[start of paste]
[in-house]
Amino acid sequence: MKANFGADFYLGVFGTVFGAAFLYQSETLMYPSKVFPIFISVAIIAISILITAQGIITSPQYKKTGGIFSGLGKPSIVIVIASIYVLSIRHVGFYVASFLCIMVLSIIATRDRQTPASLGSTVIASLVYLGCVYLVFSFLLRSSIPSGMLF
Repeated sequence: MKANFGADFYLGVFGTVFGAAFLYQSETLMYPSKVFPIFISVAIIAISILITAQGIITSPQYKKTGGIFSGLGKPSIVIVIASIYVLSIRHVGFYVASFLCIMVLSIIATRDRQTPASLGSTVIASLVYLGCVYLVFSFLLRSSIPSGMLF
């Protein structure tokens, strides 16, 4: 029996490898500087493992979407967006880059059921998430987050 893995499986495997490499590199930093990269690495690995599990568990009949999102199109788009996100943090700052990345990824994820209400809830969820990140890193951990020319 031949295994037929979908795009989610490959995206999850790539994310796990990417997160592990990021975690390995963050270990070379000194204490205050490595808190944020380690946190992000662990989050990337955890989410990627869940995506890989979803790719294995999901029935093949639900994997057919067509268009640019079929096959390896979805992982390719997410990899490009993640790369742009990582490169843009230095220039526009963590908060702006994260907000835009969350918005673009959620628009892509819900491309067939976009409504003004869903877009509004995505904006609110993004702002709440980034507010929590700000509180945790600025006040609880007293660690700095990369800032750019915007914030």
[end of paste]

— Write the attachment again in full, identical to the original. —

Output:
[in-house]
Amino acid sequence: MKANFGADFYLGVFGTVFGAAFLYQSETLMYPSKVFPIFISVAIIAISILITAQGIITSPQYKKTGGIFSGLGKPSIVIVIASIYVLSIRHVGFYVASFLCIMVLSIIATRDRQTPASLGSTVIASLVYLGCVYLVFSFLLRSSIPSGMLF
Repeated sequence: MKANFGADFYLGVFGTVFGAAFLYQSETLMYPSKVFPIFISVAIIAISILITAQGIITSPQYKKTGGIFSGLGKPSIVIVIASIYVLSIRHVGFYVASFLCIMVLSIIATRDRQTPASLGSTVIASLVYLGCVYLVFSFLLRSSIPSGMLF
């Protein structure tokens, strides 16, 4: 029996490898500087493992979407967006880059059921998430987050 893995499986495997490499590199930093990269690495690995599990568990009949999102199109788009996100943090700052990345990824994820209400809830969820990140890193951990020319 031949295994037929979908795009989610490959995206999850790539994310796990990417997160592990990021975690390995963050270990070379000194204490205050490595808190944020380690946190992000662990989050990337955890989410990627869940995506890989979803790719294995999901029935093949639900994997057919067509268009640019079929096959390896979805992982390719997410990899490009993640790369742009990582490169843009230095220039526009963590908060702006994260907000835009969350918005673009959620628009892509819900491309067939976009409504003004869903877009509004995505904006609110993004702002709440980034507010929590700000509180945790600025006040609880007293660690700095990369800032750019915007914030």